still structured on the iterative procedures Coun~ry Road Board, }.(a~erials and Research

developed by the U.S. Corps of Engineers, is Division.

aimed at making the estimate of pavement and

subgrade moduli as simple and as a ccurate as GRAY, W.J. (1979) W. Barker (U S Corps of

possible. The use of this new MR(Q) procedure Engineers) to W.J. Gray (Research Scientist,

is considered necessary at least for the ARRB) . Personal communic8~1on.

analysis of bowls from cement treated pavements

and thin granular pavements on weak subgrades. MR(Q) (1978) Benkelman Beam Deflections Test

Method No Q701-1978.

59. With the current trend towards the use of

automated deflection measurement devices such NAASRA (1987) Pavement Design - A Guide to the

as the Lacriox Deflectograph and the Department Structural Design of Road Pavements.

of Main Roads, NSW Deflectolab, both of which

measure very short deflection bowls, bowl RCA (1987) Deflection Testing by Benkelman

correction of these devices is essential if any Beam. RCA J'es~ }.(e~hod 420.01, J'echnical

valid interpretation of the bowl shapes is Bulle~1'n No 33.

intended .

SHARP , K.G., BARAN, E AND POTTER, D.W. (1987)

60. I t is hoped that the findings of this Field Trials of Pavement Structures :

investigation into the factors influencing Construction Report - Queensland. AIR 357-5

deflection bowls and procedure developed for July 1987.

the back analysis should be of interest to all

engineers and researchers in the pavement SHARP, K.G., SWEATMAN, P.F. AND POTTER, D.W.

evaluation field. The modification of these (1986) Comparative Effects of Dual and Wide

procedures to suit Deflectograph and Single Tyres on Pavement Response. Proc 13

Deflectolab deflection bowls would be a simple ARRB Conf. (13:4) Adelaide.

exercise and will be developed in due course.

REFERENCES Program for the Analysis of Multiple Complex

Circular Loads on Layered Anisotropic Media.

ANDERSON, D.T. (1983) Anisotropy in Pavement Division of App11'ed Geomechanics, CSIRO.

Layers. RCA In~ernal Repor~, Oc~ober .

WASHO (1955) The WASHO Road Test (Method of

ASPHALT INSTITUTE (1983) Asphalt Overlays for Test for the Determination of the Load

Highway and Street Rehabilitation. (}'(S-17) Deflection Characteristics of Flexible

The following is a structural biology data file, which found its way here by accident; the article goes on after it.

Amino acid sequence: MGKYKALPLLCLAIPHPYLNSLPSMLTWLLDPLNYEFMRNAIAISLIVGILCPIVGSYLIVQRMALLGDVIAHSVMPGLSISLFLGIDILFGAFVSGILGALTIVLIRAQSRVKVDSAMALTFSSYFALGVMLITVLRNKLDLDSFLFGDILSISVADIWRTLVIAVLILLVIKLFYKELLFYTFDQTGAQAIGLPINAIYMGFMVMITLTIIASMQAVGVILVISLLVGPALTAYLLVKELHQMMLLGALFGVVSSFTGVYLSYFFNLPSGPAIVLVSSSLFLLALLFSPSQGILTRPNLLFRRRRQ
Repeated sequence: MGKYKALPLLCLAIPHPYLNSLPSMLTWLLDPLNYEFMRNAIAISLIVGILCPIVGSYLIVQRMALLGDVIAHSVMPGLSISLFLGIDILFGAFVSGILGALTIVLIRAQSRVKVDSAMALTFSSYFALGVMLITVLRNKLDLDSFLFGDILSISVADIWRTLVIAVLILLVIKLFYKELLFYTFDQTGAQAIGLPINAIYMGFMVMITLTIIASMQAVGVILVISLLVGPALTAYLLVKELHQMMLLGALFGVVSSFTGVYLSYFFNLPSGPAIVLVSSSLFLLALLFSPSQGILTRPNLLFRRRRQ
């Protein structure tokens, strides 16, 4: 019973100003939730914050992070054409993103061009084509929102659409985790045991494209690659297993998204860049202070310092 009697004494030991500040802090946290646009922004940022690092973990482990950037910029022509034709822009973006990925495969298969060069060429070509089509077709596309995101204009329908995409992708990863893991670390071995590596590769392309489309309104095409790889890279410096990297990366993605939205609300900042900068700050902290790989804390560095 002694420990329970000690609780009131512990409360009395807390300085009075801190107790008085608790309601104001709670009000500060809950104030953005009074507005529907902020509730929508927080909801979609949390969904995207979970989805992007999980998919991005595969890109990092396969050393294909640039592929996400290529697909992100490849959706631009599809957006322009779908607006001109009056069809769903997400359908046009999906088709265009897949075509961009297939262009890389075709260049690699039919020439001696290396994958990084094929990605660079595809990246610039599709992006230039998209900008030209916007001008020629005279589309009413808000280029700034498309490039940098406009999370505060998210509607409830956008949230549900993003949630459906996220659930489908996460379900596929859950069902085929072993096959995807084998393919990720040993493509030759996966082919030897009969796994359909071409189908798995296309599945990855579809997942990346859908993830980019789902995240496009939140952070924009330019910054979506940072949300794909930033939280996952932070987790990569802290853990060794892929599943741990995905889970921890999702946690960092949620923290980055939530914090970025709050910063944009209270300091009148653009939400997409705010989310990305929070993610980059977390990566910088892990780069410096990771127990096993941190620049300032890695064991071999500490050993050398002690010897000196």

June 1983. Pavements Employing the Benkelman Beam)

H1'ghway Research Board, Special Repor~ No 22.

BUSH, A.J. (1980) Non Destructive Testing for

Light Aircraft Pavements - Phase 2 -

Development of the Non Destructive Evaluation YOUDALE, G. (1984) Anisotropy of Granular

Procedure. Repor~ N. FAA-R~90-9-II prepared Pavement Materials. D}'(R In~ernal Repor~,

for US FAA November 1980. April.

BARAN , ANGELL, EARL, WALSH - BENKELMAN BEAM DEFLECTION BOWLS

Ed Baran is the Engineer (Pavement Testing Services) with the Pavements Branch of the

Queensland Main Roads Department MR (Q). He joined MR (Q) in 1965 as a cadet draftsman

working in the road design and transportation studies areas. Tn 1974, he graduated in Civil

Engineering from the Queensland 1nstitute of Technology and was appointed to the Materials

Branch of MR (Q) working in the pavements investigation area. Currently, he is involved in the

planning, execution and reporting offield testing associated with pavement investigations and with

E.Baran the development of equipment and procedures associated with field testing of pavements.

David J . Angell is the Pavement Design Engineer with Main Roads, Queensland. After graduation

from the University of Queensland with a Bachelor of Engineering in 1972, he joined Main Roads

and worked on design of roads and construction of roads and bridges in several parts of

Queensland until 1982. During this period he completed a Master of Engineering Science degree at

the University of New South Wales in 1974. From 1982 he headed the South Western

Queensland Materials Unit until appointment to his present position in Pavements Branch in 1986.

He has been working on development of pavement design methods, production of the Main Roads

Pavement Design Manual, characterisation of paving materials and research into the behaviour of

D.J. Angell materials and pavements.

Steven W. Earl graduated in Science from the University of Queensland in 1986 majoring in

Computer Science. He started work in 1987 with the Main Roads Department of Queensland as a

Computer Systems Officer. Since then he has been involved in writing computer programsfor

applications of pavement testing, centred on the stress and strain analysis of multilayered

pavements, and pavement design, based on MR (Q) design standard. His other areas of

S.w. Earl programming include work with the analysis of the state's traffic accident statistics.

Sean W. Walsh is a Computer Systems Officer with the Main Roads Department, Queensland. He

joined Main Roads in January 1987 having completed a Bachelor of Science at the University of

Queensland in 1986. Since joining Main Roads, he has worked in Information Services Branch

developing computer systems for pavement analysis, data archival and communication with traffic

S.w. Walsh counting devices.